Start-up Apps Connecting Communities
Start-up businesses are creating hundreds of web services and apps to help governments, businesses, and organizations get more value from ArcGIS Online and their ArcGIS platforms. Their seamless software integrations extend GIS to a wider audience. Some of these new businesses are shooting to the forefront of the GIS market, and ArcNews will highlight a few in a new regular feature. These start-up companies below have developed apps used by local governments.
The MindMixer app integrates with Chicago's existing system to provide an interactive platform for community dialog.
MindMixer bolsters community engagement by bringing the town hall experience online. City administrators post discussion topics on an interactive engagement platform. Citizens give feedback on focused topics, from library hours to proposed transportation corridors. In addition, an aggregator gleans and analyzes concerns that community members have posted on social media. Three examples of MindMixer projects are My Downtown West by Calgary, Alberta, Canada; chiParks by Chicago, Illinois, United States; and ImproveSF by the City of San Francisco, California, United States.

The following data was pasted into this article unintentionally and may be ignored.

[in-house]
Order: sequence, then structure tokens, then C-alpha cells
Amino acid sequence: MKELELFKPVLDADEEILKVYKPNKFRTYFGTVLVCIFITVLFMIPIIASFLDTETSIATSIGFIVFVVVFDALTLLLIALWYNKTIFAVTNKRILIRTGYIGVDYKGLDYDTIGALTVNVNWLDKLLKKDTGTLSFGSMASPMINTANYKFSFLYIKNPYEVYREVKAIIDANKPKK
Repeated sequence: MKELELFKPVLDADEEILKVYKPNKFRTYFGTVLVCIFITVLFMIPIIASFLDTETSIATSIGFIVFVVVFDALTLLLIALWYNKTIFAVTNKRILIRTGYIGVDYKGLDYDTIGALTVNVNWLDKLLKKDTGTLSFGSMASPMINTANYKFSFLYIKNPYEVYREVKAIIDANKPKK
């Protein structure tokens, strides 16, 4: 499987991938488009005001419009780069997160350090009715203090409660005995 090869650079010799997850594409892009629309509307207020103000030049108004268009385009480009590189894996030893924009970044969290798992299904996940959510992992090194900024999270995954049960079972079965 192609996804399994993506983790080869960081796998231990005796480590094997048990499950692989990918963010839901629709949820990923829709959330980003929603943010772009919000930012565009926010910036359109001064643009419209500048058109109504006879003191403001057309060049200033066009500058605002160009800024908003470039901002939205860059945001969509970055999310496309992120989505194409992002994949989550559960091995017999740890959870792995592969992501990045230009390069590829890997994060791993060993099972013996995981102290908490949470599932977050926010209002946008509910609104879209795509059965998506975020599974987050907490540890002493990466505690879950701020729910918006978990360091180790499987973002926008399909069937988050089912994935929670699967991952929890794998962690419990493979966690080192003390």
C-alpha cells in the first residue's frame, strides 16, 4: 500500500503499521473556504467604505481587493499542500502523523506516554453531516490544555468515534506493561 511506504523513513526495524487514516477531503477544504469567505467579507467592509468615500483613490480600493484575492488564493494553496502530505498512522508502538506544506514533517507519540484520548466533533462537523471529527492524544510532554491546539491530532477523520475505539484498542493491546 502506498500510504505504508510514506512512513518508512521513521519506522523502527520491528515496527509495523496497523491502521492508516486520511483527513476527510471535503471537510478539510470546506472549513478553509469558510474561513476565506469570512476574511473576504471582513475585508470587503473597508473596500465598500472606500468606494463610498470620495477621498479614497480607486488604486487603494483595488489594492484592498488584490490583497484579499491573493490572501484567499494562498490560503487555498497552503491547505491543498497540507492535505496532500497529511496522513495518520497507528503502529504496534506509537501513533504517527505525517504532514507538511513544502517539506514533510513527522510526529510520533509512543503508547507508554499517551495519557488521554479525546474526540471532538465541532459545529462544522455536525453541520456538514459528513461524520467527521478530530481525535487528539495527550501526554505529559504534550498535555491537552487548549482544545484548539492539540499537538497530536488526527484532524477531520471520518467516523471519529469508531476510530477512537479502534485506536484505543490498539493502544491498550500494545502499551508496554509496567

A RideAmigos map shows the King County Bicycle Infrastructure, the location of employers, and the total trips of commuters in Redmond, Washington.
The RideAmigos app classifies fast, efficient, and affordable transportation options, including walking, biking, driving, public transit, and car pooling/vanpooling. A virtual dashboard displays commute options in terms of cost, time, carbon emission, and health benefits. Organizations use it to encourage health, reduce traffic, evaluate travel expenditures, plan trips, and more. Notable projects are GoMIO by Barcelona, Spain; ExperienceLA Integration by Los Angeles, California, United States; and the Tour de Redmond by Redmond, Washington, United States.
Dev Chats - Ride Amigos
Jeffrey Chernick of Ride Amigos chats about how they used the ArcGIS API to develop a taxi ride-share program and more.
Watch the video. [01:48]
The citizen reports a problem using a CitySourced app on a smartphone. City staff see a real-time map showing a reported incident.
CitySourced invites citizens to identify concerns, such as potholes and graffiti, and use their smartphones to report issues to city government. The information comes into the city's GIS, which shows the exact location of the problem in real time. CitySourced integrates with the city's existing system. Some interesting CitySourced services are Harford County Connect by Harford County, Maryland; Can-Do Honolulu by Honolulu, Hawaii; and CitySend by Longview, Texas.